Connecting the dots III: Night side cooling and surface friction affect climates of tidally locked terrestrial planets
Carone et al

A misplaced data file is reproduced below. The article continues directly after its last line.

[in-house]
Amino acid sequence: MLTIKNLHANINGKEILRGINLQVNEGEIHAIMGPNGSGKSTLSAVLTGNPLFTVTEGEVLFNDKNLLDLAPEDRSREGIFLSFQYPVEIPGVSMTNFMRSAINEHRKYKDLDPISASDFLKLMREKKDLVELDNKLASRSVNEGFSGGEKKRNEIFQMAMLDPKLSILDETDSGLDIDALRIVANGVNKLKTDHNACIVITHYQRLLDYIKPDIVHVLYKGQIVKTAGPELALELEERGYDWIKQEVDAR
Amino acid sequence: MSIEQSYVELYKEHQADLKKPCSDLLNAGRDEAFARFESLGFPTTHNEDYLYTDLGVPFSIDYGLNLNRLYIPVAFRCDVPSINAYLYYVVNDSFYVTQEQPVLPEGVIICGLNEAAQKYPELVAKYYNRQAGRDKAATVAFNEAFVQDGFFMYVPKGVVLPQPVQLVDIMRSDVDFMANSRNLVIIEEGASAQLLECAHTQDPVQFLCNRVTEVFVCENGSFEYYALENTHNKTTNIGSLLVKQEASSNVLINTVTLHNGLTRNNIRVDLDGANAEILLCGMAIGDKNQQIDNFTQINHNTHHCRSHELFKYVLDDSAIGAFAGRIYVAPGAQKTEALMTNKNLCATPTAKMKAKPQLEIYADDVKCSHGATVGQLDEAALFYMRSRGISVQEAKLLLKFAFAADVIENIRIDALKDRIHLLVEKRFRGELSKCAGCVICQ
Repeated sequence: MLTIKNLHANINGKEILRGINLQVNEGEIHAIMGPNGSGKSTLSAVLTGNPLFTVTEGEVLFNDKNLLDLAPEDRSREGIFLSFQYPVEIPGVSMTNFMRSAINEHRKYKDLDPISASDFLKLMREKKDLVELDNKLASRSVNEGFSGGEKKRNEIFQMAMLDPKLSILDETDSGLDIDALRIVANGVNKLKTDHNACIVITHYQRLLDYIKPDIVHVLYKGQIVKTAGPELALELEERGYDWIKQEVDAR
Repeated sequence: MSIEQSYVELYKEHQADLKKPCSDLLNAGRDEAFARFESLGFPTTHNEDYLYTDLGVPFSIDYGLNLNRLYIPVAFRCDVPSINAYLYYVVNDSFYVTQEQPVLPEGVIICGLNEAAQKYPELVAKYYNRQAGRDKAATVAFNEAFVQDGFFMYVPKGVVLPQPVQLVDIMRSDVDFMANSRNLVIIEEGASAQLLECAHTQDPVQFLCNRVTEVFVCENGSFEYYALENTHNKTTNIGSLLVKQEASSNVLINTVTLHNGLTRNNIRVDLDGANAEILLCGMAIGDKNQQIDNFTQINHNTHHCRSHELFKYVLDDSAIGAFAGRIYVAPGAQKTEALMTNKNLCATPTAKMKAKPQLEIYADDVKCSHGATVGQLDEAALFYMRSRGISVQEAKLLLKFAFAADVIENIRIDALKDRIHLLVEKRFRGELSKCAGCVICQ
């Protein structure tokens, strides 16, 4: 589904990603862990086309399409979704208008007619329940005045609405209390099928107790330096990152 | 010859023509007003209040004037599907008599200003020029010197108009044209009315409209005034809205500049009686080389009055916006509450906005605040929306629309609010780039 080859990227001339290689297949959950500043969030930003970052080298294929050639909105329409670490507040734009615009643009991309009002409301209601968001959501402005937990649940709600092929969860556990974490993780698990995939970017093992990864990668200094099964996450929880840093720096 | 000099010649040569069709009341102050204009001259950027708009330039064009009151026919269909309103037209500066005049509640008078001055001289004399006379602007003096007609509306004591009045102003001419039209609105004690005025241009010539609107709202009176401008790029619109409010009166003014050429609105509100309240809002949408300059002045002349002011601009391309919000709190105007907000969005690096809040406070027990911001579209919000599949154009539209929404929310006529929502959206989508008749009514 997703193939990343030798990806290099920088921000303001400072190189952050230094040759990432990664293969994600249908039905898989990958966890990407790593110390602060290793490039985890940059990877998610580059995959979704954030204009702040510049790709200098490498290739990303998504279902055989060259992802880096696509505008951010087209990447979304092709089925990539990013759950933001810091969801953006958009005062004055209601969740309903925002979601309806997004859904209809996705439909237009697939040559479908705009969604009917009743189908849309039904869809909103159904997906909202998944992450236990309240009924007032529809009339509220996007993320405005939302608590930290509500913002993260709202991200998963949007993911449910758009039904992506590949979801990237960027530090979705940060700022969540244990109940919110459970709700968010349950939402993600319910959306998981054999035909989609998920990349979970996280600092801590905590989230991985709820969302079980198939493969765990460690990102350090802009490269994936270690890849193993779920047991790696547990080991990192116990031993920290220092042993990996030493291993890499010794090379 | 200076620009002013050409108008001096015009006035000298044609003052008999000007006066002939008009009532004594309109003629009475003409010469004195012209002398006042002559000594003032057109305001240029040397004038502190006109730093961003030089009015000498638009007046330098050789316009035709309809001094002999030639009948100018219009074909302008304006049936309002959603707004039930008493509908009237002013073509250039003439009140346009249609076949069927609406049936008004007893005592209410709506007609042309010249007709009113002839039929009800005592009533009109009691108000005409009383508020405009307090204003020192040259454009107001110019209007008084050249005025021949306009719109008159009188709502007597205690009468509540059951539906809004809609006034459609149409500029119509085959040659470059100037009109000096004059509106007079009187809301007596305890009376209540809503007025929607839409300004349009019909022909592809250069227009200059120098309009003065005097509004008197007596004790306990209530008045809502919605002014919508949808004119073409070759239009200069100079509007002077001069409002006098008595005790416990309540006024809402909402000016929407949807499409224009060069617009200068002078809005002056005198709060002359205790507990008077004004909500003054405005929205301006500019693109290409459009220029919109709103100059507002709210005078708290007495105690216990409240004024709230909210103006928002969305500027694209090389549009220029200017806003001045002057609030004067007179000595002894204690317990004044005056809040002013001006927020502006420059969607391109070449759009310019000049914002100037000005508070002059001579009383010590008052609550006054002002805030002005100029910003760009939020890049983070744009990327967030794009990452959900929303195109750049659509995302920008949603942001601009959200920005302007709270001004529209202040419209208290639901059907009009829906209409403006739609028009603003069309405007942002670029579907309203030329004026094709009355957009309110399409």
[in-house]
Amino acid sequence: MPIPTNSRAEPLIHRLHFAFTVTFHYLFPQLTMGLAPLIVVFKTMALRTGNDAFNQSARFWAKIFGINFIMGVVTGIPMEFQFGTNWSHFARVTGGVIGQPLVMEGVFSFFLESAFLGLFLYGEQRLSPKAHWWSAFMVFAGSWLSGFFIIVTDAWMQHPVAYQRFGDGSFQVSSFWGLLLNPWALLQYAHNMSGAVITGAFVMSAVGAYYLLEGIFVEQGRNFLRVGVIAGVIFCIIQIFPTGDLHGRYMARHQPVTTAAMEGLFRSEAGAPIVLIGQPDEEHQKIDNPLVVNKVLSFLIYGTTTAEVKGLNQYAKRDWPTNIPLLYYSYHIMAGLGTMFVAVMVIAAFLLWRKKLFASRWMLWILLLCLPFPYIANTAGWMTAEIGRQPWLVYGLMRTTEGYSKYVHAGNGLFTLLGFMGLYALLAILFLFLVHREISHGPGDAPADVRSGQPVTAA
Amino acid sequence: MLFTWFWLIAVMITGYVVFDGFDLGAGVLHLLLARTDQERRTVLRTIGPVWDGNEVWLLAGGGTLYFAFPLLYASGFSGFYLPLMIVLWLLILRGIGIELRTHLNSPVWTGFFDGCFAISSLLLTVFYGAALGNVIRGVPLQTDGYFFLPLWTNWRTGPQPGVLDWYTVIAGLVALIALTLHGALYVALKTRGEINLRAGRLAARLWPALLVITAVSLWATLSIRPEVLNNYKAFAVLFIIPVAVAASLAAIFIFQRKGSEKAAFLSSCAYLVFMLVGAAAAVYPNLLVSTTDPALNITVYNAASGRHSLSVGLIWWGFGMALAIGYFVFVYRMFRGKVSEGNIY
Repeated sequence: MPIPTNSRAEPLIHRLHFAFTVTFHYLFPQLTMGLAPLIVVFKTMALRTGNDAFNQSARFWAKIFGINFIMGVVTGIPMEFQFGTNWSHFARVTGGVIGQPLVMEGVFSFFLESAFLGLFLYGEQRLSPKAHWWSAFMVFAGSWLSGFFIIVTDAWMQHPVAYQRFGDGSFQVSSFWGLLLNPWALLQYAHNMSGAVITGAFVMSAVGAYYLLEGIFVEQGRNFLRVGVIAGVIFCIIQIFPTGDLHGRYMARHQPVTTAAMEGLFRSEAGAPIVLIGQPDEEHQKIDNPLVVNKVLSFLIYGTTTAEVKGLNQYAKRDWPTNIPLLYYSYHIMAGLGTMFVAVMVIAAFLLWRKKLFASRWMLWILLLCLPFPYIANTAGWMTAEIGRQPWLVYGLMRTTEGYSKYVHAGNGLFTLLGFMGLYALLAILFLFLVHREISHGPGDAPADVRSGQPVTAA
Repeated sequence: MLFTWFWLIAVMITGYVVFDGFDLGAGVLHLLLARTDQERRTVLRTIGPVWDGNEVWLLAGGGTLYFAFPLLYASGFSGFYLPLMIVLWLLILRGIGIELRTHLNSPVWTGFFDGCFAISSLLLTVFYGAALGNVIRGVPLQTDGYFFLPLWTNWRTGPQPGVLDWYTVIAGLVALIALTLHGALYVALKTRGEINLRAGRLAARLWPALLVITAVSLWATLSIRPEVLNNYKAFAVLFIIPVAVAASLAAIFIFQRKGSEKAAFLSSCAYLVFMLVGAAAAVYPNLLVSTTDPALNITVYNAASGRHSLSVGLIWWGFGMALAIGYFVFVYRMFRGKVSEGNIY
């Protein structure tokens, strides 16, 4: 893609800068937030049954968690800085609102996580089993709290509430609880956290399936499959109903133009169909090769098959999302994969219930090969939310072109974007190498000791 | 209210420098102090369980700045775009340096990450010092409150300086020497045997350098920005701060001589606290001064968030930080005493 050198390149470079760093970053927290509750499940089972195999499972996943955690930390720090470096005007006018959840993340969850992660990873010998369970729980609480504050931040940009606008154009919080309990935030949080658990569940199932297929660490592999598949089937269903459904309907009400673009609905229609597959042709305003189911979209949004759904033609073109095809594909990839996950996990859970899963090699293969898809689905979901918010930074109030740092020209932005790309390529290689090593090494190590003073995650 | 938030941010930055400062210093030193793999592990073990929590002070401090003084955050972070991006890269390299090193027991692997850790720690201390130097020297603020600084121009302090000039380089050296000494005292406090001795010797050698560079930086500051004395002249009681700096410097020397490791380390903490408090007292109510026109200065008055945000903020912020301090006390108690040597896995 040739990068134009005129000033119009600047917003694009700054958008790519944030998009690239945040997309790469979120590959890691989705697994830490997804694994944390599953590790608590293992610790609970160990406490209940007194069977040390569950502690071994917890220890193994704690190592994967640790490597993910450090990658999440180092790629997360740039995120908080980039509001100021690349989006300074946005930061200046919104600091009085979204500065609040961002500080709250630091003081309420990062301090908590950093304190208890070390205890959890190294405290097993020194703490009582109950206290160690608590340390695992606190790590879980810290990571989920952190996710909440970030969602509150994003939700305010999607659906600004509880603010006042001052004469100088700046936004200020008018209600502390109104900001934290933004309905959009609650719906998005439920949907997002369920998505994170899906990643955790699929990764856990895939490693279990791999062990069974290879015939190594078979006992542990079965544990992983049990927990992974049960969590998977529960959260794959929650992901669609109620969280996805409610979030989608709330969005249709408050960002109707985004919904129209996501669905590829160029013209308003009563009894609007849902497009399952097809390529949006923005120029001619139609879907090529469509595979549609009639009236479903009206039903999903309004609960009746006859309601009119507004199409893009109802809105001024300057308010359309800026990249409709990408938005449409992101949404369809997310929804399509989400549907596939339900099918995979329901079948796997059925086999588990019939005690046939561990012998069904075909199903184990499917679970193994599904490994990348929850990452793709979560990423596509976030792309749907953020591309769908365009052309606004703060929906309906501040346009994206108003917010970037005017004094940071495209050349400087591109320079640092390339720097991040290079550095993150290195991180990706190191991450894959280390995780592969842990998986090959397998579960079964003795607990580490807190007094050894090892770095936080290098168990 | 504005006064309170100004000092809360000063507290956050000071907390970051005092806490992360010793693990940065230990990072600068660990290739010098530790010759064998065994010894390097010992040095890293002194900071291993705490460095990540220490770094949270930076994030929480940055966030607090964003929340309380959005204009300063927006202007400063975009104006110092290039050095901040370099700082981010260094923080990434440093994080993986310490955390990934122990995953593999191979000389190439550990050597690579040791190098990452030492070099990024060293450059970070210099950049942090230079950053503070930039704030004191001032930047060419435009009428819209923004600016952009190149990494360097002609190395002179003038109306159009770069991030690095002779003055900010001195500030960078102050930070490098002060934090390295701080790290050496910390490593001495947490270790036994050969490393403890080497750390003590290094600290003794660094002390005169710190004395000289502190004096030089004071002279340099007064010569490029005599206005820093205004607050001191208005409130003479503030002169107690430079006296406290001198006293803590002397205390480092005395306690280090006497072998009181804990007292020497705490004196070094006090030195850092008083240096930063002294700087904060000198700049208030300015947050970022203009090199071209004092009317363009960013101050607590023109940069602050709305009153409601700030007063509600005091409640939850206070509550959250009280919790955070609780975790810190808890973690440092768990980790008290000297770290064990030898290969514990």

We investigate how night side cooling and surface friction impact surface temperatures and large scale circulation for tidally locked Earth-like planets. For each scenario, we vary the orbital period between Prot = 1 − 100 days and capture changes in climate states. We find drastic changes in climate states for different surface friction scenarios. For very efficient surface friction (ts, fric = 0.1 days), the simulations for short rotation periods (Prot ≤ 10 days) show predominantly standing extra tropical Rossby waves. These waves lead to climate states with two high latitude westerly jets and unperturbed meridional direct circulation. In most other scenarios, simulations with short rotation periods exhibit instead dominance by standing tropical Rossby waves. Such climate states have a single equatorial westerly jet, which disrupts direct circulation. Experiments with weak surface friction (ts, fric = ~10 − 100 days) show decoupling between surface temperatures and circulation, which leads to strong cooling of the night side. The experiment with ts, fric = ~100 days assumes climate states with easterly flow (retrograde rotation) for medium and slow planetary rotations Prot = 12 − 100 days. We show that an increase of night side cooling efficiency by one order of magnitude compared to the nominal model leads to a cooling of the night side surface temperatures by 80-100 K. The day side surface temperatures only drop by 25 K at the same time. The increase in thermal forcing suppresses the formation of extra tropical Rossby waves on small planets (RP = 1REarth) in the short rotation period regime (Prot ≤ 10 days).